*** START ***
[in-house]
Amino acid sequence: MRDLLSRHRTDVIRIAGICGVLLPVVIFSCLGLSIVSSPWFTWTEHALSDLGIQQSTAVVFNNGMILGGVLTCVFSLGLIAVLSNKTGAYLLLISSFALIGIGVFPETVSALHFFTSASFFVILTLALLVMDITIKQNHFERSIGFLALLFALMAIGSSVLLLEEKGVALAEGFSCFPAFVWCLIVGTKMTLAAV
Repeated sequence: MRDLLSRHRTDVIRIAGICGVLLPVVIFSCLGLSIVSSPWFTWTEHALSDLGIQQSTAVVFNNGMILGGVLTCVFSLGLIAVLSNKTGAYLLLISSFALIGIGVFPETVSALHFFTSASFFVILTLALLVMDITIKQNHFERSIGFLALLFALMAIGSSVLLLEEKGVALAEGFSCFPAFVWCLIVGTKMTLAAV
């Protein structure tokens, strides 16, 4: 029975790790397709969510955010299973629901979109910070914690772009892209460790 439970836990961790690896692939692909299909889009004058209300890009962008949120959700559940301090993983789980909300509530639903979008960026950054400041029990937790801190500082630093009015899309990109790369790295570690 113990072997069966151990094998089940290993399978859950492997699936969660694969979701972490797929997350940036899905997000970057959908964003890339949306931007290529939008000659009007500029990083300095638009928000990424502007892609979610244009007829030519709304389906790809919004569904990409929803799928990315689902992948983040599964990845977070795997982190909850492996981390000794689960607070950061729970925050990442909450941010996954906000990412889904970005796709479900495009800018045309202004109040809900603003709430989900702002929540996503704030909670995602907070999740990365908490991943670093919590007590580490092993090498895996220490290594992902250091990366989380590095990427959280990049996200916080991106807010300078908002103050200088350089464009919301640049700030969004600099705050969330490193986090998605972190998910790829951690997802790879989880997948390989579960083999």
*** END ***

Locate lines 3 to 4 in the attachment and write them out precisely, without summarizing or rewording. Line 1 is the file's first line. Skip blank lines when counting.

Repeated sequence: MRDLLSRHRTDVIRIAGICGVLLPVVIFSCLGLSIVSSPWFTWTEHALSDLGIQQSTAVVFNNGMILGGVLTCVFSLGLIAVLSNKTGAYLLLISSFALIGIGVFPETVSALHFFTSASFFVILTLALLVMDITIKQNHFERSIGFLALLFALMAIGSSVLLLEEKGVALAEGFSCFPAFVWCLIVGTKMTLAAV
């Protein structure tokens, strides 16, 4: 029975790790397709969510955010299973629901979109910070914690772009892209460790 439970836990961790690896692939692909299909889009004058209300890009962008949120959700559940301090993983789980909300509530639903979008960026950054400041029990937790801190500082630093009015899309990109790369790295570690 113990072997069966151990094998089940290993399978859950492997699936969660694969979701972490797929997350940036899905997000970057959908964003890339949306931007290529939008000659009007500029990083300095638009928000990424502007892609979610244009007829030519709304389906790809919004569904990409929803799928990315689902992948983040599964990845977070795997982190909850492996981390000794689960607070950061729970925050990442909450941010996954906000990412889904970005796709479900495009800018045309202004109040809900603003709430989900702002929540996503704030909670995602907070999740990365908490991943670093919590007590580490092993090498895996220490290594992902250091990366989380590095990427959280990049996200916080991106807010300078908002103050200088350089464009919301640049700030969004600099705050969330490193986090998605972190998910790829951690997802790879989880997948390989579960083999």